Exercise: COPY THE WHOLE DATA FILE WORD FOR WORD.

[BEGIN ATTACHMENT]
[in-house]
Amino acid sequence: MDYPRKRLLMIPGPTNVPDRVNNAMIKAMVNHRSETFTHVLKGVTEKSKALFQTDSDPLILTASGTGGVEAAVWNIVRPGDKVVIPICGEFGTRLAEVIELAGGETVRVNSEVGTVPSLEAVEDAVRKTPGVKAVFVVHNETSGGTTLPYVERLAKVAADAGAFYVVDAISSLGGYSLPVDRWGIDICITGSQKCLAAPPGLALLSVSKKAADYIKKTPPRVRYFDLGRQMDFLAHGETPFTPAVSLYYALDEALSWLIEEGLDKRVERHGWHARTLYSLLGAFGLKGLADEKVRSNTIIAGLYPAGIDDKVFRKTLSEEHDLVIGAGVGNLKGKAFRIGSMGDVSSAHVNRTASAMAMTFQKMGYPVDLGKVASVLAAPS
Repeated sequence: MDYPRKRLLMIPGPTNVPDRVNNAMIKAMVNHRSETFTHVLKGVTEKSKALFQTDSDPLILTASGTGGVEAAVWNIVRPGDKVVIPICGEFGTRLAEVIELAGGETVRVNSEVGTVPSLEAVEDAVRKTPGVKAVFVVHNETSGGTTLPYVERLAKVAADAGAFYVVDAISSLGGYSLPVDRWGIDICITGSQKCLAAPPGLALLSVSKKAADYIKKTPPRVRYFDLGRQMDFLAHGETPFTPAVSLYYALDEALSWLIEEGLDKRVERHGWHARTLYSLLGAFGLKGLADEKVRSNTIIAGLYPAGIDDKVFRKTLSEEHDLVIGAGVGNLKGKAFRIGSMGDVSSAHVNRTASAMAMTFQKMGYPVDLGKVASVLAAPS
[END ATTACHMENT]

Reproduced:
[in-house]
Amino acid sequence: MDYPRKRLLMIPGPTNVPDRVNNAMIKAMVNHRSETFTHVLKGVTEKSKALFQTDSDPLILTASGTGGVEAAVWNIVRPGDKVVIPICGEFGTRLAEVIELAGGETVRVNSEVGTVPSLEAVEDAVRKTPGVKAVFVVHNETSGGTTLPYVERLAKVAADAGAFYVVDAISSLGGYSLPVDRWGIDICITGSQKCLAAPPGLALLSVSKKAADYIKKTPPRVRYFDLGRQMDFLAHGETPFTPAVSLYYALDEALSWLIEEGLDKRVERHGWHARTLYSLLGAFGLKGLADEKVRSNTIIAGLYPAGIDDKVFRKTLSEEHDLVIGAGVGNLKGKAFRIGSMGDVSSAHVNRTASAMAMTFQKMGYPVDLGKVASVLAAPS
Repeated sequence: MDYPRKRLLMIPGPTNVPDRVNNAMIKAMVNHRSETFTHVLKGVTEKSKALFQTDSDPLILTASGTGGVEAAVWNIVRPGDKVVIPICGEFGTRLAEVIELAGGETVRVNSEVGTVPSLEAVEDAVRKTPGVKAVFVVHNETSGGTTLPYVERLAKVAADAGAFYVVDAISSLGGYSLPVDRWGIDICITGSQKCLAAPPGLALLSVSKKAADYIKKTPPRVRYFDLGRQMDFLAHGETPFTPAVSLYYALDEALSWLIEEGLDKRVERHGWHARTLYSLLGAFGLKGLADEKVRSNTIIAGLYPAGIDDKVFRKTLSEEHDLVIGAGVGNLKGKAFRIGSMGDVSSAHVNRTASAMAMTFQKMGYPVDLGKVASVLAAPS